Sir John Everett Millais 1st Baronet PRA
(1829-1896)

Died aged c. 67

Sir John Everett Millais, 1st Baronet, PRA (UK: /ˈmɪleɪ/ MIL-ay, US: /mɪˈleɪ/ mil-AY; 8 June 1829 – 13 August 1896) was an English painter and illustrator who was one of the founders of the Pre-Raphaelite Brotherhood. He was a child prodigy who, aged eleven, became the youngest student to enter the Royal Academy Schools. The Pre-Raphaelite Brotherhood was founded at his family home in London, at 83 Gower Street (now number 7). Millais became the most famous exponent of the style, his painting Christ in the House of His Parents (1849–50) generating considerable controversy, and he produced a picture that could serve as the embodiment of the historical and naturalist focus of the group, Ophelia, in 1851–52. By the mid-1850s, Millais was moving away from the Pre-Raphaelite style to develop a new form of realism in his art. His later works were enormously successful, making Millais one of the wealthiest artists of his day, but some former admirers including William Morris saw this as a sell-out (Millais notoriously allowed one of his paintings to be used for a sentimental soap advertisement). While these and early 20th-century critics, reading art through the lens of Modernism, viewed much of his later production as wanting, this perspective has changed in recent decades, as his later works have come to be seen in the context of wider changes and advanced tendencies in the broader late nineteenth-century art world, and can now be seen as predictive of the art world of the present. Millais's personal life has also played a significant role in his reputation. His wife Effie was formerly married to the critic John Ruskin, who had supported Millais's early work. The annulment of the marriage and her wedding to Millais have sometimes been linked to his change of style, but she became a powerful promoter of his work and they worked in concert to secure commissions and expand their social and intellectual circles.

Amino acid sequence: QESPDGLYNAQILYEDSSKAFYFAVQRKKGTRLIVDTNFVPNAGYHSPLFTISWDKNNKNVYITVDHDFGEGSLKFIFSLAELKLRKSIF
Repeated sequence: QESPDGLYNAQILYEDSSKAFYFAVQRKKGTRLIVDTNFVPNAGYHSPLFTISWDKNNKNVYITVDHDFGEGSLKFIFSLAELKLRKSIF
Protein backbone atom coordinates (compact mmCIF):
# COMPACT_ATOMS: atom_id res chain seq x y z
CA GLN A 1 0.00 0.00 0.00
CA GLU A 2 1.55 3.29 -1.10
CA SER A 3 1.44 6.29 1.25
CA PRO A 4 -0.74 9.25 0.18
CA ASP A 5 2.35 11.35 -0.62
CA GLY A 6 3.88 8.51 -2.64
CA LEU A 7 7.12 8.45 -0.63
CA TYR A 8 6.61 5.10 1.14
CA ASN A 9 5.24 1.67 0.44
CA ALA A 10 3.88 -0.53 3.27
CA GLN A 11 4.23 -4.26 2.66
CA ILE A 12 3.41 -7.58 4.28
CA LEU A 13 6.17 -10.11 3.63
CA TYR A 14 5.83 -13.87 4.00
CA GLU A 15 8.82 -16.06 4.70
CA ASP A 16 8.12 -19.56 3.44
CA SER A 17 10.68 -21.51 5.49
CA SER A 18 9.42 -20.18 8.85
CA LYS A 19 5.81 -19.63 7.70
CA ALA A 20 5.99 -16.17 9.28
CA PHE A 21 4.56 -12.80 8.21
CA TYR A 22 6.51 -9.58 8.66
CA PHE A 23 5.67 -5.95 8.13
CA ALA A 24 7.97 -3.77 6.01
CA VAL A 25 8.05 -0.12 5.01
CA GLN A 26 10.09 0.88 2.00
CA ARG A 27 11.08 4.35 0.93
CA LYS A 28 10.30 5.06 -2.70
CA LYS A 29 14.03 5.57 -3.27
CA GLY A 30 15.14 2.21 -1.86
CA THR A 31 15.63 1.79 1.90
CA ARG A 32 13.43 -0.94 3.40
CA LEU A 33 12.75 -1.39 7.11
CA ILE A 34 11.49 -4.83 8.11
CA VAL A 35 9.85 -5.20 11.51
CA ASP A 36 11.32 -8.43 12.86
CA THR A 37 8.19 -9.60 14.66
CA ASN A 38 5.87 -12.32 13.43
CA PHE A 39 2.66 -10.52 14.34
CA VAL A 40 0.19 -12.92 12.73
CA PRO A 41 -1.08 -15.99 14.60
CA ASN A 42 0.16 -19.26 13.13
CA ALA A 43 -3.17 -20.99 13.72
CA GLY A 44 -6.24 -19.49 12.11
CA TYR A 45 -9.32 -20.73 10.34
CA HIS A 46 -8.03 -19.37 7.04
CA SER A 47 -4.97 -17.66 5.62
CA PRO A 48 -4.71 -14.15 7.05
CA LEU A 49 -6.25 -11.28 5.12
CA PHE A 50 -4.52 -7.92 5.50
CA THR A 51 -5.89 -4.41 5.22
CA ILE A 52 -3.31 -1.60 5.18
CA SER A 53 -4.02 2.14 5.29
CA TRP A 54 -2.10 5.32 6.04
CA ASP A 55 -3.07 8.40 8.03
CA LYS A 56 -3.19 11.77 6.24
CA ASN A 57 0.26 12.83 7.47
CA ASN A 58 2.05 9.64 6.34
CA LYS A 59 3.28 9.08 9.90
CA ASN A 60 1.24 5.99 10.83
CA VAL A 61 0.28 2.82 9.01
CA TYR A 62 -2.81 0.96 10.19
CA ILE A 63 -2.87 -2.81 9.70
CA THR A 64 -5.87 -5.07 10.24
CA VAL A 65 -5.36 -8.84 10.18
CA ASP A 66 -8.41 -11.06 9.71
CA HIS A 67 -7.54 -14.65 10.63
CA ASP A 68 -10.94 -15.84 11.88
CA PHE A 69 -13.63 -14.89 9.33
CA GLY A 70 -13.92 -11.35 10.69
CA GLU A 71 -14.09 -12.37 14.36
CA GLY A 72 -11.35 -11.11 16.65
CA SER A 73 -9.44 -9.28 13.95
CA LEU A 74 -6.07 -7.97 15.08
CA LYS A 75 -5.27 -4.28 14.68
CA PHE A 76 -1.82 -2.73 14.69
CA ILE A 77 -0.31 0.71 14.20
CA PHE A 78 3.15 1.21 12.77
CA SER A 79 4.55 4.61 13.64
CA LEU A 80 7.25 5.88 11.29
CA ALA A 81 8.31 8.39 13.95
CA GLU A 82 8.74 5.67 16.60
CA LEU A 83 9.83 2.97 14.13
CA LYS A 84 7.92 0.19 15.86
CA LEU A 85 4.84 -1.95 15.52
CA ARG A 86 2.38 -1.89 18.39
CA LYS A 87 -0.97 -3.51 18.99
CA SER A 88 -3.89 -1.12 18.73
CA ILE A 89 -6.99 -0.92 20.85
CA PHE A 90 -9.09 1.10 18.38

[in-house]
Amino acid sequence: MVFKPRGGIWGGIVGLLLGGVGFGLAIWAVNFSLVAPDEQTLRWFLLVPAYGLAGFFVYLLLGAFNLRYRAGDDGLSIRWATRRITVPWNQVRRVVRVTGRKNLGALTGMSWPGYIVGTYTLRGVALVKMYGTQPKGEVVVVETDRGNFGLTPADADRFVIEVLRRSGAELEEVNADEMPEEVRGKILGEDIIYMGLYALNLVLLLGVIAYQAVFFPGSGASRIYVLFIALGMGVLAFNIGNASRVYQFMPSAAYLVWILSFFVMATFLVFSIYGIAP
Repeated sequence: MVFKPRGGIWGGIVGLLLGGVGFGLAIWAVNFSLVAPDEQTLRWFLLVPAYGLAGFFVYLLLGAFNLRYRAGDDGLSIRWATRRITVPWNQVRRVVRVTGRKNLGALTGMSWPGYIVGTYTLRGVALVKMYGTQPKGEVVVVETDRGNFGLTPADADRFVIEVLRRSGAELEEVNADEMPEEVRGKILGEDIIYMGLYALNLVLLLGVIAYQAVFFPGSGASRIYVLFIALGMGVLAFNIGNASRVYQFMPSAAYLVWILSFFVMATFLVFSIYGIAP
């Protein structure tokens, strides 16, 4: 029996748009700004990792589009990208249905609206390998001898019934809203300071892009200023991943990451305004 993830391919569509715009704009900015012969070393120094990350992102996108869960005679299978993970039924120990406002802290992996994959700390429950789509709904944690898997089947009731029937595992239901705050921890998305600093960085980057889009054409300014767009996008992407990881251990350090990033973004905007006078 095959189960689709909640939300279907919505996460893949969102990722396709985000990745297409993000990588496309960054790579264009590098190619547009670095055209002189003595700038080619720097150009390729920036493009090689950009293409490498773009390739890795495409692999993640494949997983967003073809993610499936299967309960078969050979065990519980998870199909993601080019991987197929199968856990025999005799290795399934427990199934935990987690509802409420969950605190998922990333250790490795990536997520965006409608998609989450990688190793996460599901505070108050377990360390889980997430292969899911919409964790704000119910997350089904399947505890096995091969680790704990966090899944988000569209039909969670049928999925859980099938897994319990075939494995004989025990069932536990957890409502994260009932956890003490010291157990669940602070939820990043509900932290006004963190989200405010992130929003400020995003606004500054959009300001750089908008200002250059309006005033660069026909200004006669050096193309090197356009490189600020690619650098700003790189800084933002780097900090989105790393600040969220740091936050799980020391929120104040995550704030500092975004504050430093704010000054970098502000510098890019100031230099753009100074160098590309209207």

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Commemorated on 4 plaques

John Everett Millais 1829-1896, Emil Otto Hoppe 1878-1972, Francis Bacon 1909-1992 and other artists lived here

7 Cromwell Place, London, United Kingdom where they lived

The Octogon. While staying in this house in 1870 Sir John Everett Millais PRA, painted his famous picture, "The Boyhood of Raleigh"

South Parade, Budleigh Salterton, United Kingdom where they stayed (1870) and painted his famous picture, "The Boyhood of Raleigh" (1870)

Sir John Everett Millais BT PRA (1829-1896) painter lived and died here

2 Palace Gate, London, United Kingdom where they lived -1896) and died (1896)

Pink Plaque Project #J

Elizabeth Siddal 1829-1862 Significant artist and poet with works at Wightwick Manor and the Ashmolean. She was painted by the artists of the Pre-Raphaelite Brotherhood and was the model for Millais' painting Ophelia (1852) She is buried in Highgate Cemetery.

Highgate Cemetery Entrace Gate, Swain's Lane, Highgate, London, United Kingdom where they was